Boaz Acts on His Promise

IMG_1021Ruth 4:1-12

What means more to us—people or possessions? Oh, I know what we’re supposed to say – “people”. Yes, we all do quite well in theory. We give the proper answer and congratulate ourselves on our knowledge. However, life isn’t about theory. Life concerns practice; it demands hard, costly choices that stretch us and our faith. When an unnamed law expert heard the story we call the parable of the Good Samaritan, he was able to give the right answer! But Christ did not commend him for having such keen theoretical knowledge. He pointed him to a new practical way of life that would demand faith and love. Jesus told him, “Go and do likewise” (Luke 10:37). In the same way, the story of Ruth is about costly love, and in the start of the fourth chapter of Ruth, we see two men confronted with the need for costly, redeeming love. Let us listen, not to learn more facts, but to live by faith in Christ.

Boaz set up the process for redemption (4:1-2). As he did what he promised to do, God assisted Boaz by his providence. Boaz went to the right place to be able to function as the redeemer. The city gate was where legal matters were transacted. Boaz needed to be there to be able to redeem Ruth. God wants us to be in places to fulfill his will. For example, Christ has sent us “into the world” (John 17:18). We will not reach the world by keeping our distance from people that are part of it. We must always carry Christ’s missional perspective with us, wherever we may go. In our passage, the Hebrew text carries the idea of surprise. Boaz waited at the gate, “and just then” the other kinsman redeemer walked by. Yes, this was a small providence, but the Lord often helps his people in little ways as they do his will. Do what you’re supposed to do (the commands that Christ has given to his people in the New Testament Scriptures). Then wait on the Lord for his help in the details.

Boaz made sure all was done legally. He invited the other man to talk with him. “My friend” is too generous a translation. Better is “Mr. So and So.” The Holy Spirit does not name the man, though Boaz surely knew who he was. The significance of this will become clearer in the rest of the chapter. But the phrase used is not complimentary. Think of how you can refer to someone as “so and so” either not to reveal their identity or to imply that he or she is a “mean old so and so.” Boaz got ten of the elders of Bethlehem to function as legal witnesses for this discussion. Their job was to make sure that all was done in a legal manner and to testify to the result, if that would prove necessary. Jesus relied on witnesses about his saving work: the Father (John 8:12-18), John the Baptist (John 1:29-34), and the apostles (Acts 1:8). Our ongoing mission is to be a witness for Jesus.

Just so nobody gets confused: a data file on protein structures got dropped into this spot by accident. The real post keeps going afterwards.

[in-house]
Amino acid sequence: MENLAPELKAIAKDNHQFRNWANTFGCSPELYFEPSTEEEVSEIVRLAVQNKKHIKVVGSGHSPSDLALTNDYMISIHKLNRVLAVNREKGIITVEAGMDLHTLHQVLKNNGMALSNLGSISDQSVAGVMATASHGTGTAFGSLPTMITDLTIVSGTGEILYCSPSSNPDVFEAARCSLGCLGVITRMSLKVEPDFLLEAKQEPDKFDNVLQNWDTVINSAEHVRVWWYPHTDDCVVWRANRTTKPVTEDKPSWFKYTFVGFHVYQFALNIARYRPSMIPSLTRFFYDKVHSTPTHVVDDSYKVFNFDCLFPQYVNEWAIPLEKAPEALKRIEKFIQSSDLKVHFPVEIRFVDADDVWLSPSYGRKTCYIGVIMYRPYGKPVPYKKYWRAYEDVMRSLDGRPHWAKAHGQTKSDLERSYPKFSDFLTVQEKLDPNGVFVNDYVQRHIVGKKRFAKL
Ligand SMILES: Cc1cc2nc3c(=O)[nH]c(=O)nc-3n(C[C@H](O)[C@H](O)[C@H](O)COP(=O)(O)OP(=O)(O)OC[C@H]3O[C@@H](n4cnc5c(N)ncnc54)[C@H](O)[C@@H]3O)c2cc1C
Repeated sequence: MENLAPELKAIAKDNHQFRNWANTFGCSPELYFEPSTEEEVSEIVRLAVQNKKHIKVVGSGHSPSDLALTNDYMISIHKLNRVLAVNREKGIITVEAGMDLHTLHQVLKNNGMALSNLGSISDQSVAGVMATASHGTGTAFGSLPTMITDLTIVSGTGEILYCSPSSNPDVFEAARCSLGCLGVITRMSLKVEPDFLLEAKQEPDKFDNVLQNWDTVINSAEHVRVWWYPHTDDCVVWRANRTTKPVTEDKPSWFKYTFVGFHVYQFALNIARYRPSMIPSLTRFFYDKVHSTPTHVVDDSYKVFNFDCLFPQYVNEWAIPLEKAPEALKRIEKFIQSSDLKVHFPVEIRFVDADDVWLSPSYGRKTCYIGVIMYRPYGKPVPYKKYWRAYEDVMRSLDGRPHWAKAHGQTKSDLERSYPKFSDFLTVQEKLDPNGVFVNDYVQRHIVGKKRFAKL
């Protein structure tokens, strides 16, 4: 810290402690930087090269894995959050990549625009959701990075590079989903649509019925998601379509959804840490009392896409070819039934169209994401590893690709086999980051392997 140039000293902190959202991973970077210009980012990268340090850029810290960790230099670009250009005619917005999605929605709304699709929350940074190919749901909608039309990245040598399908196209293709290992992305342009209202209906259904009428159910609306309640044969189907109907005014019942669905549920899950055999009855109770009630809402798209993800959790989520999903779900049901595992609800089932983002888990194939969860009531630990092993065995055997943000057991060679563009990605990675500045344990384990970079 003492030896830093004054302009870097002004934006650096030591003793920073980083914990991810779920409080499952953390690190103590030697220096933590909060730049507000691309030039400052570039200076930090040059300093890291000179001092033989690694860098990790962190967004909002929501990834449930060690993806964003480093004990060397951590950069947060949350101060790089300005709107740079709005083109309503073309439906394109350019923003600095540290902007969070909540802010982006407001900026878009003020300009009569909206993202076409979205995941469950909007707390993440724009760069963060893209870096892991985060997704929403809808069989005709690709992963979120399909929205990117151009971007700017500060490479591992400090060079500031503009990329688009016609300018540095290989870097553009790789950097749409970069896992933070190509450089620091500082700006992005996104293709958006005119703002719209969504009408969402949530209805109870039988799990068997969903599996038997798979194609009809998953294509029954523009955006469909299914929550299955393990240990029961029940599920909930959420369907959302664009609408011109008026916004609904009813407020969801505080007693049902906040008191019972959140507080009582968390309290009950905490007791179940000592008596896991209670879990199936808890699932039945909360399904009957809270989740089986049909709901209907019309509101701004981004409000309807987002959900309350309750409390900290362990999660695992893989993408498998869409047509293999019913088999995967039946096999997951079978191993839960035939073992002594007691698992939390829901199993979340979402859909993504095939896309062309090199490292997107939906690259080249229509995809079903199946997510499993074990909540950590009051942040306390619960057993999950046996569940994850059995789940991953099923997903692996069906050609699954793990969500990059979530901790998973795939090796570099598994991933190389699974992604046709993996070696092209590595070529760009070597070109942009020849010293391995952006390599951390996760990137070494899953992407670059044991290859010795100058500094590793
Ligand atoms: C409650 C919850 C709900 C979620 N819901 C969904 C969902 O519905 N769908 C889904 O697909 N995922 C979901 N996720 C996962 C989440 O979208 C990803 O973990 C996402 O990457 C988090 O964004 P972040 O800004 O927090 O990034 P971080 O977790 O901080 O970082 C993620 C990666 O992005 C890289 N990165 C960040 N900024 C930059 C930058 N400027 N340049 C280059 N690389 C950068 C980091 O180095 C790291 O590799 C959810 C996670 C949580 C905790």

Next, Boaz negotiated with the other kinsman-redeemer. From the manner in which he presented the matter, we find out that Boaz was a clever or shrewd businessman. Boaz presented the need to act as a kinsman redeemer (4:3-4). He told his relative about the land that Naomi wanted to sell. Clearly, she had the right to do this, since none of the elders objected (cf. Leviticus 25:8-28). She needed to sell the land to support both Ruth and her. This probably looked like an excellent real estate deal, since Elimelech and his sons had not left any heirs. If he purchased it, at the year of Jubilee, it would permanently become his, since he was the closest relative. The unnamed relative jumped at the deal. He could look good in town by helping out Naomi and keeping the property in the clan, which meant much to the people of Israel. And when Naomi was gone, the property would be his, since she was past childbearing. Do you catch the suspense of the story at this point? It seemed that Ruth would not be able to marry Boaz and that the family of Elimelech might disappear from Israel. Will the story end in this sad way?

The greater subject is the accomplishment of God’s plan, which involves Ruth and Boaz. All seems to hang on the choice of “Mr. So and So”. What did this unnamed man value more – people or possessions. Did he care enough about Naomi to do all that was necessary to redeem her? It would require costly love, sacrificial love.

You and I will not reach people with the good news of redemption in Jesus Christ unless God’s kind of love motivates us. It requires turning from the enjoyment of our possessions to the good of other people. It is too easy to disguise our love of possessions with the excuse of “I’m too tired” (or stressed or busy) to avoid getting involved with people who need the Lord. Examine yourself. Which do you actually love more: people or possessions?

Grace and peace, David